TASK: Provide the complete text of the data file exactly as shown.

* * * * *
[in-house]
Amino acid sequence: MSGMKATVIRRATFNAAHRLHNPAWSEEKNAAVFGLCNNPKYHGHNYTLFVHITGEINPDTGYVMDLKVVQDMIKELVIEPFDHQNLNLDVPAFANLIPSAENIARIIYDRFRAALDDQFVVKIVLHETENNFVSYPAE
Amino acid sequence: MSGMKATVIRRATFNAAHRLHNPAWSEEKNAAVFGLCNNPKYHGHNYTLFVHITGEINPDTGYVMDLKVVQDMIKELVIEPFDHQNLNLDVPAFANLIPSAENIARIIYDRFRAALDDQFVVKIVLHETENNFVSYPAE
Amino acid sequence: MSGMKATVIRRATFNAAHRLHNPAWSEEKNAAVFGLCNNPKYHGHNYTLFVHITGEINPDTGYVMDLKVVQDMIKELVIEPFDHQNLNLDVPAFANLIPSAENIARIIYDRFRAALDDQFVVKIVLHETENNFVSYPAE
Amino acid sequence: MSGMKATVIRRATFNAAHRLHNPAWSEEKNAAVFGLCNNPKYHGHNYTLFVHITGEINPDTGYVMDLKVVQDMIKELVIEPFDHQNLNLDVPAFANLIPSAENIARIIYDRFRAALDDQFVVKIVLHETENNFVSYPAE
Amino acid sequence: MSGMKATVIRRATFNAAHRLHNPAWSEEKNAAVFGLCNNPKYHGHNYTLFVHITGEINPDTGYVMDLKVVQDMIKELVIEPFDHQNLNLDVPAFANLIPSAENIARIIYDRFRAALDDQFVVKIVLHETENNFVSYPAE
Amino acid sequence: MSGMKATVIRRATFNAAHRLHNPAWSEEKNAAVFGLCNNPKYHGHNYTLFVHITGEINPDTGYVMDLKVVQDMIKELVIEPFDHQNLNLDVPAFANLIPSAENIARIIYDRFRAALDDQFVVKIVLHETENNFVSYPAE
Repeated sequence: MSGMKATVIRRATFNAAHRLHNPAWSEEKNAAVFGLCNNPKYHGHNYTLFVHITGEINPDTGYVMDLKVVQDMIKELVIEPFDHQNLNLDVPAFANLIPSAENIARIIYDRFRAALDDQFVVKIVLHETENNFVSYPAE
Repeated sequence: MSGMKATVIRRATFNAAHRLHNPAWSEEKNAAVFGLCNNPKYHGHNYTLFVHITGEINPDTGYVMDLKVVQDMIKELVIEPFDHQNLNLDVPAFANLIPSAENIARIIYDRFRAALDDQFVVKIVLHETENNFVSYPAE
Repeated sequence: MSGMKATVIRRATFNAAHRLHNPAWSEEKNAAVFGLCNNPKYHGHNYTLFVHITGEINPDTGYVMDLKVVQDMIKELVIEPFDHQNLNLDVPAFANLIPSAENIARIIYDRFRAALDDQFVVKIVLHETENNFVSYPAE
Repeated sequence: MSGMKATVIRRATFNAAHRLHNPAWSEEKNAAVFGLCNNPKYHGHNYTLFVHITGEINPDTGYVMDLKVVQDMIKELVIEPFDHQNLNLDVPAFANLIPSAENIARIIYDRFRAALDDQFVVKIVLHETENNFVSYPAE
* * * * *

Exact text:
[in-house]
Amino acid sequence: MSGMKATVIRRATFNAAHRLHNPAWSEEKNAAVFGLCNNPKYHGHNYTLFVHITGEINPDTGYVMDLKVVQDMIKELVIEPFDHQNLNLDVPAFANLIPSAENIARIIYDRFRAALDDQFVVKIVLHETENNFVSYPAE
Amino acid sequence: MSGMKATVIRRATFNAAHRLHNPAWSEEKNAAVFGLCNNPKYHGHNYTLFVHITGEINPDTGYVMDLKVVQDMIKELVIEPFDHQNLNLDVPAFANLIPSAENIARIIYDRFRAALDDQFVVKIVLHETENNFVSYPAE
Amino acid sequence: MSGMKATVIRRATFNAAHRLHNPAWSEEKNAAVFGLCNNPKYHGHNYTLFVHITGEINPDTGYVMDLKVVQDMIKELVIEPFDHQNLNLDVPAFANLIPSAENIARIIYDRFRAALDDQFVVKIVLHETENNFVSYPAE
Amino acid sequence: MSGMKATVIRRATFNAAHRLHNPAWSEEKNAAVFGLCNNPKYHGHNYTLFVHITGEINPDTGYVMDLKVVQDMIKELVIEPFDHQNLNLDVPAFANLIPSAENIARIIYDRFRAALDDQFVVKIVLHETENNFVSYPAE
Amino acid sequence: MSGMKATVIRRATFNAAHRLHNPAWSEEKNAAVFGLCNNPKYHGHNYTLFVHITGEINPDTGYVMDLKVVQDMIKELVIEPFDHQNLNLDVPAFANLIPSAENIARIIYDRFRAALDDQFVVKIVLHETENNFVSYPAE
Amino acid sequence: MSGMKATVIRRATFNAAHRLHNPAWSEEKNAAVFGLCNNPKYHGHNYTLFVHITGEINPDTGYVMDLKVVQDMIKELVIEPFDHQNLNLDVPAFANLIPSAENIARIIYDRFRAALDDQFVVKIVLHETENNFVSYPAE
Repeated sequence: MSGMKATVIRRATFNAAHRLHNPAWSEEKNAAVFGLCNNPKYHGHNYTLFVHITGEINPDTGYVMDLKVVQDMIKELVIEPFDHQNLNLDVPAFANLIPSAENIARIIYDRFRAALDDQFVVKIVLHETENNFVSYPAE
Repeated sequence: MSGMKATVIRRATFNAAHRLHNPAWSEEKNAAVFGLCNNPKYHGHNYTLFVHITGEINPDTGYVMDLKVVQDMIKELVIEPFDHQNLNLDVPAFANLIPSAENIARIIYDRFRAALDDQFVVKIVLHETENNFVSYPAE
Repeated sequence: MSGMKATVIRRATFNAAHRLHNPAWSEEKNAAVFGLCNNPKYHGHNYTLFVHITGEINPDTGYVMDLKVVQDMIKELVIEPFDHQNLNLDVPAFANLIPSAENIARIIYDRFRAALDDQFVVKIVLHETENNFVSYPAE
Repeated sequence: MSGMKATVIRRATFNAAHRLHNPAWSEEKNAAVFGLCNNPKYHGHNYTLFVHITGEINPDTGYVMDLKVVQDMIKELVIEPFDHQNLNLDVPAFANLIPSAENIARIIYDRFRAALDDQFVVKIVLHETENNFVSYPAE